Principles for the taxation of art
Works of art can be admired in many places, including in many private households. There they play an important role in the individual furnishing and decoration of flats and houses. Works of art can even take on such a self-evident role as a table or armchair, which makes them easy to forget when filling the tax return.
Whether an art object is relevant for tax purposes and must therefore be declared in the tax return depends heavily on the type of art owned and the specific context. In this context, a distinction must be made between tax-exempt general household goods and taxable assets. While an ordinary table or an armchair can clearly be assigned to household effects as objects of daily use and are thus not relevant for tax purposes, a more differentiated consideration is required for works of art.
An object of art that has a purely decorative purpose and was not created by a well-known artist can generally be classified as household effects that are not relevant for tax purposes.
If, on the other hand, the work of art has an obviously valuable or value-enhancing character, it should generally be considered in the tax return as an asset. In practice, the distinction between tax-exempt household effects and taxable assets must always consider the context, in particular the economic situation of the owner. Thus, in the case of wealthy persons, individual works of art can be assigned to household effects despite a high value, since they are in proportion to the wealth situation of this person. In any case, there is no clear value limit in tax law as to when a work of art must be declared in the tax return.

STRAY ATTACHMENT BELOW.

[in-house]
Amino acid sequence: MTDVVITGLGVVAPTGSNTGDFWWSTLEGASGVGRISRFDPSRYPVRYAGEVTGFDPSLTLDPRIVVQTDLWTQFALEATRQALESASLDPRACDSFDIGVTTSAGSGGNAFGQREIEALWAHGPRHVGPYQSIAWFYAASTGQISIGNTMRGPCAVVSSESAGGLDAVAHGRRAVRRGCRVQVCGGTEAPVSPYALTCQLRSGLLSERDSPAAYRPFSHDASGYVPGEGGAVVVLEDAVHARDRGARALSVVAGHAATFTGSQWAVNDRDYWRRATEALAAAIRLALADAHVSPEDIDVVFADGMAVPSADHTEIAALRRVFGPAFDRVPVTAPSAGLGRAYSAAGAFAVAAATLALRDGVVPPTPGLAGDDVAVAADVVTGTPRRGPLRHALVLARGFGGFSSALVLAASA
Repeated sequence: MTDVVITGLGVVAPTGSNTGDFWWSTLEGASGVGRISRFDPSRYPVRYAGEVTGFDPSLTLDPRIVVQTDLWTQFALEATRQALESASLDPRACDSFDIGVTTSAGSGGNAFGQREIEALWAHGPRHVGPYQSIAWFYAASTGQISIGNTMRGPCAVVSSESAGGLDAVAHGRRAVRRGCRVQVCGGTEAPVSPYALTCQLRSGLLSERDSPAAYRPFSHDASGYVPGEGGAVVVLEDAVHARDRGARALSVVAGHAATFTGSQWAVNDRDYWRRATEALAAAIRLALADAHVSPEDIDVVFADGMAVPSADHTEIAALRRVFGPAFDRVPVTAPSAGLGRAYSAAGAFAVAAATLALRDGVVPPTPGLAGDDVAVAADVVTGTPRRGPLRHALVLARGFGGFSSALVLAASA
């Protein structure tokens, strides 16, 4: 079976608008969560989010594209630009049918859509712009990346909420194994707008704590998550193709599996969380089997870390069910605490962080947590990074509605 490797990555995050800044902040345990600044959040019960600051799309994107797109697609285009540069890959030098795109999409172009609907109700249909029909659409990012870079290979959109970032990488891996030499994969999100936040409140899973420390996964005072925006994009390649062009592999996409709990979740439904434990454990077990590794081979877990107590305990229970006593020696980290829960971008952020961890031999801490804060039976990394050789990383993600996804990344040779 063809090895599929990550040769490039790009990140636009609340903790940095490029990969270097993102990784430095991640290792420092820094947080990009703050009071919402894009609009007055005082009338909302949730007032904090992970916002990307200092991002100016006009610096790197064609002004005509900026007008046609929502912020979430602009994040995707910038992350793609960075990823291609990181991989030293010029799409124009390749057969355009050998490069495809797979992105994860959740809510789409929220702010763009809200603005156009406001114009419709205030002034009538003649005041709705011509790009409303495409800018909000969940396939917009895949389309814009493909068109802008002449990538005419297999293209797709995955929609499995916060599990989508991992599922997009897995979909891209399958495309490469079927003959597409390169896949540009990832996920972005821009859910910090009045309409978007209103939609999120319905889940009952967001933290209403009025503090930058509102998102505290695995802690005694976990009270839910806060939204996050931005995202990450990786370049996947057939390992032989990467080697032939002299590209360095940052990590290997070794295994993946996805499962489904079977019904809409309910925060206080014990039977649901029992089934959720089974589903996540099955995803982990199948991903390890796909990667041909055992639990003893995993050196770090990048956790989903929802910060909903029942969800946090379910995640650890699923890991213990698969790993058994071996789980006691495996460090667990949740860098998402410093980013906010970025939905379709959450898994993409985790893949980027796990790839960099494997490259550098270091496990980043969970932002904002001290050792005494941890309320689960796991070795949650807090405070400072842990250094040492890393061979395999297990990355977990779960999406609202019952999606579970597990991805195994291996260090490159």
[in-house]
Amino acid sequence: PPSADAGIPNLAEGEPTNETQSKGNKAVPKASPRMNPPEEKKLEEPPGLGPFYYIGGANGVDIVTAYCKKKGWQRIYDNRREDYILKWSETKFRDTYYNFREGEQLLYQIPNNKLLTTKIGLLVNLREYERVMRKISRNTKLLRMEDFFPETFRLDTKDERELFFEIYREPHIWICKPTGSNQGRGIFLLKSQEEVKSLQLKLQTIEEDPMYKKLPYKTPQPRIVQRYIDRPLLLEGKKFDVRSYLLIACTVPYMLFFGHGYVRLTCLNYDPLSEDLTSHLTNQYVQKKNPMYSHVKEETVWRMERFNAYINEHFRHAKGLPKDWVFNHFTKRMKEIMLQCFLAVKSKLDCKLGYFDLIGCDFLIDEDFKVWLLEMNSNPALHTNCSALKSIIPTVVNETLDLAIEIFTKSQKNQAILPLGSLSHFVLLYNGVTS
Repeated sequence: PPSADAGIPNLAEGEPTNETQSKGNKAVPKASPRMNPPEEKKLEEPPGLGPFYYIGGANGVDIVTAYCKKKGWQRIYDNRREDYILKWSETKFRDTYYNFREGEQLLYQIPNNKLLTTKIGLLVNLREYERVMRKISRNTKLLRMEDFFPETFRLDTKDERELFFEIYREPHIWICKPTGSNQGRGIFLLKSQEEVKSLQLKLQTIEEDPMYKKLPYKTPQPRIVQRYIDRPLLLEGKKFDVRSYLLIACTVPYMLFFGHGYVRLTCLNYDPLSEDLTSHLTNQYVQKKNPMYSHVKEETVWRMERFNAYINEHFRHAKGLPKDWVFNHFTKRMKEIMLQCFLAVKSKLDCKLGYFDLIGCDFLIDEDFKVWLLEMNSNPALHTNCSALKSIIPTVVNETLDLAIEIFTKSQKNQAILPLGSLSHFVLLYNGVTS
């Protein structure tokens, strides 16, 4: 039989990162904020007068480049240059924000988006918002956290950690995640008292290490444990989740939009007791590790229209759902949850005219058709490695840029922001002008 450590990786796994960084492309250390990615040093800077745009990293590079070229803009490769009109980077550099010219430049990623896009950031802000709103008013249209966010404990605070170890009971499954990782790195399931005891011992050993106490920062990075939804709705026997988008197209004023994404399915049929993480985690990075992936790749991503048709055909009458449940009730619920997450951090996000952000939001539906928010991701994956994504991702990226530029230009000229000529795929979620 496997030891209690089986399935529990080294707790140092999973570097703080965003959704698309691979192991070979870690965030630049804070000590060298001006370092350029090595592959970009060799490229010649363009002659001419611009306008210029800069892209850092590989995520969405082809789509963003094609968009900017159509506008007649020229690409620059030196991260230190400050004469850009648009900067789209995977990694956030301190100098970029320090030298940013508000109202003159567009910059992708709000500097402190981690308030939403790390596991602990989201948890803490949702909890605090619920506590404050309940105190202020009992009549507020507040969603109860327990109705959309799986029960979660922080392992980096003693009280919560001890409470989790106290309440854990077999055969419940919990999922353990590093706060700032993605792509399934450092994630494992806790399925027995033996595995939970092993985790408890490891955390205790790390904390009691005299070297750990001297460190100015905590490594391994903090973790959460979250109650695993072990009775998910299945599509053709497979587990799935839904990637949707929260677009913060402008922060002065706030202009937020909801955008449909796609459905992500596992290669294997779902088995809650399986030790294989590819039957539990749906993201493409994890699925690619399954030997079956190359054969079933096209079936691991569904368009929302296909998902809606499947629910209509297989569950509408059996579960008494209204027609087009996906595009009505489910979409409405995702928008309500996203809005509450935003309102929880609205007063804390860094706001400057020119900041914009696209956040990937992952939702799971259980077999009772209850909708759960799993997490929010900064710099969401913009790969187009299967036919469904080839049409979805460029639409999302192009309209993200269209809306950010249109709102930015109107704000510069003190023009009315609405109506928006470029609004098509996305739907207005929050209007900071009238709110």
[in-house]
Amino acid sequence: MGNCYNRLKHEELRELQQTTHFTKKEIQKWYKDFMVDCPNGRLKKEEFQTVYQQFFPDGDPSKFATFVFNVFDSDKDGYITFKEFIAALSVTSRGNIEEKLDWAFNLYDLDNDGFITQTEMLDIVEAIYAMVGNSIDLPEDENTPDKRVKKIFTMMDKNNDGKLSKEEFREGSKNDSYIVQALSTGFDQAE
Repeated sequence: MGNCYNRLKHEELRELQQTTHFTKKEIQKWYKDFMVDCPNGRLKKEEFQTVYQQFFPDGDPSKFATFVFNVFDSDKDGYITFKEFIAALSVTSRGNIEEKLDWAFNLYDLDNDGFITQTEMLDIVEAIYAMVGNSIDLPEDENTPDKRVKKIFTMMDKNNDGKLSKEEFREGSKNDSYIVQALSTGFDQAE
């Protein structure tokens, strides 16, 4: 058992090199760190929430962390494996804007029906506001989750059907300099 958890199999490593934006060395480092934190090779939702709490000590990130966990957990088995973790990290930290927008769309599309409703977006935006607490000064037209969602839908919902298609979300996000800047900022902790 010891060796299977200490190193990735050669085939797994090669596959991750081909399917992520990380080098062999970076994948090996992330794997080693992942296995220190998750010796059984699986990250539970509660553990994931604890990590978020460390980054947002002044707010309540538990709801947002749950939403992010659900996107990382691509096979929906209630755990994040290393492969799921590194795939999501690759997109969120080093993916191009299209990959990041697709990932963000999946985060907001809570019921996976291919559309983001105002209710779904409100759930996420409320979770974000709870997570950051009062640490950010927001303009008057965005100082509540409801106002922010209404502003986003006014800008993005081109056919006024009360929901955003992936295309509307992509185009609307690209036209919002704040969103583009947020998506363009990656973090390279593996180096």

Declaration of works of art
If a work of art must be declared in the tax return, the question arises as to its market value for tax purposes. Determining the market value of art can be very difficult in practice. On the one hand, because works of art can increase in value considerably over time and thus the purchase price does not necessarily reflect the effective asset value. On the other hand, because each work of art is to a certain extent unique, there is no actual market value that could be used as a basis for valuation. An important indication of the asset value of a work of art is therefore the insurance value of the object and, in the case of a recent acquisition, the purchase price or the sale price of comparable works of art.
Hobbyism and commercial art trade
A further important distinction must be made between hobby collecting and commercial trading in art.
If a private individual is very interested in art and deals with it intensively in his or her free time, but only owns a small art collection that is commensurate with the economic circumstances and was acquired with the intention of owning it for the long term, it is more likely to be a hobby. This applies even if works of art are sold from time to time. Works of art that someone owns as a hobby are subject to wealth tax according to the above principles. Profits from the sale of individual works of art are in principle tax-free.
If the sales and purchases of art go beyond those of a hobby, this may qualify as commercial art trading. An indication of this is a short holding period of works of art, as well as a high frequency of transactions from purchase and sale. In this case, the profits made from the sale of works of art are no longer tax-free but are subject to income tax and social security contributions.
All owners of art should critically examine whether the art must be declared in the tax return. In case of doubt, the motto is to transparently disclose the ownership of art in the tax return and explain why it counts as household effects and is not subject to wealth tax. Should the declaration of art have been mistakenly not made in the past, the submission of a voluntary self-declaration should be considered. Otherwise, in the event of discovery by the tax authorities, there is the threat of subsequent and criminal tax proceedings, which, in addition to subsequent taxes, will also result in a fine.